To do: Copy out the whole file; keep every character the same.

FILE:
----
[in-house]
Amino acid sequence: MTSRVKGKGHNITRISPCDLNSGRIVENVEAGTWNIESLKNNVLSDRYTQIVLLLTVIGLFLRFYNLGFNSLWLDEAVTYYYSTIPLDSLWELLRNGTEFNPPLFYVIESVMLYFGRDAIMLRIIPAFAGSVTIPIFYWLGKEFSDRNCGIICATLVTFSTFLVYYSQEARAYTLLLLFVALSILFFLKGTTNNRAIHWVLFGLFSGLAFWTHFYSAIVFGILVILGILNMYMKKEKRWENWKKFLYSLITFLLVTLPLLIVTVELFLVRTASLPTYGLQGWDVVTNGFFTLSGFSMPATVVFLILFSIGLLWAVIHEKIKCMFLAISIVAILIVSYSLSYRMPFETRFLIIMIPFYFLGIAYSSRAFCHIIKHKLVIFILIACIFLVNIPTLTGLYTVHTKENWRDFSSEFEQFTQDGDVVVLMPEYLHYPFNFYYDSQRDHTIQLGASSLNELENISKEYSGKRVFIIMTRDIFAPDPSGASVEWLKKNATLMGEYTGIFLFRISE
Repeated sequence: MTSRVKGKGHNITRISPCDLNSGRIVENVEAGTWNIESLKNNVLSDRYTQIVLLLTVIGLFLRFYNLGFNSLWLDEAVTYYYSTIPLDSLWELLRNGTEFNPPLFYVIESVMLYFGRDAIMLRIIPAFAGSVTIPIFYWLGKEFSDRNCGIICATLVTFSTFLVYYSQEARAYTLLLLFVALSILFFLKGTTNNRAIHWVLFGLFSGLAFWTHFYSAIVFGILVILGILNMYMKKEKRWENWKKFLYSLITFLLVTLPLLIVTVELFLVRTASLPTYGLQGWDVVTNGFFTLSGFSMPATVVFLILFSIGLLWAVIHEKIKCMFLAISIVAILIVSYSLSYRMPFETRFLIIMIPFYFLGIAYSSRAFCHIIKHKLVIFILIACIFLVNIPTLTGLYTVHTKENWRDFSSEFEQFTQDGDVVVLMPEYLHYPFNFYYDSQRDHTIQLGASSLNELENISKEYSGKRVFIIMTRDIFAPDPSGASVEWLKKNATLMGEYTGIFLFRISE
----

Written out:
[in-house]
Amino acid sequence: MTSRVKGKGHNITRISPCDLNSGRIVENVEAGTWNIESLKNNVLSDRYTQIVLLLTVIGLFLRFYNLGFNSLWLDEAVTYYYSTIPLDSLWELLRNGTEFNPPLFYVIESVMLYFGRDAIMLRIIPAFAGSVTIPIFYWLGKEFSDRNCGIICATLVTFSTFLVYYSQEARAYTLLLLFVALSILFFLKGTTNNRAIHWVLFGLFSGLAFWTHFYSAIVFGILVILGILNMYMKKEKRWENWKKFLYSLITFLLVTLPLLIVTVELFLVRTASLPTYGLQGWDVVTNGFFTLSGFSMPATVVFLILFSIGLLWAVIHEKIKCMFLAISIVAILIVSYSLSYRMPFETRFLIIMIPFYFLGIAYSSRAFCHIIKHKLVIFILIACIFLVNIPTLTGLYTVHTKENWRDFSSEFEQFTQDGDVVVLMPEYLHYPFNFYYDSQRDHTIQLGASSLNELENISKEYSGKRVFIIMTRDIFAPDPSGASVEWLKKNATLMGEYTGIFLFRISE
Repeated sequence: MTSRVKGKGHNITRISPCDLNSGRIVENVEAGTWNIESLKNNVLSDRYTQIVLLLTVIGLFLRFYNLGFNSLWLDEAVTYYYSTIPLDSLWELLRNGTEFNPPLFYVIESVMLYFGRDAIMLRIIPAFAGSVTIPIFYWLGKEFSDRNCGIICATLVTFSTFLVYYSQEARAYTLLLLFVALSILFFLKGTTNNRAIHWVLFGLFSGLAFWTHFYSAIVFGILVILGILNMYMKKEKRWENWKKFLYSLITFLLVTLPLLIVTVELFLVRTASLPTYGLQGWDVVTNGFFTLSGFSMPATVVFLILFSIGLLWAVIHEKIKCMFLAISIVAILIVSYSLSYRMPFETRFLIIMIPFYFLGIAYSSRAFCHIIKHKLVIFILIACIFLVNIPTLTGLYTVHTKENWRDFSSEFEQFTQDGDVVVLMPEYLHYPFNFYYDSQRDHTIQLGASSLNELENISKEYSGKRVFIIMTRDIFAPDPSGASVEWLKKNATLMGEYTGIFLFRISE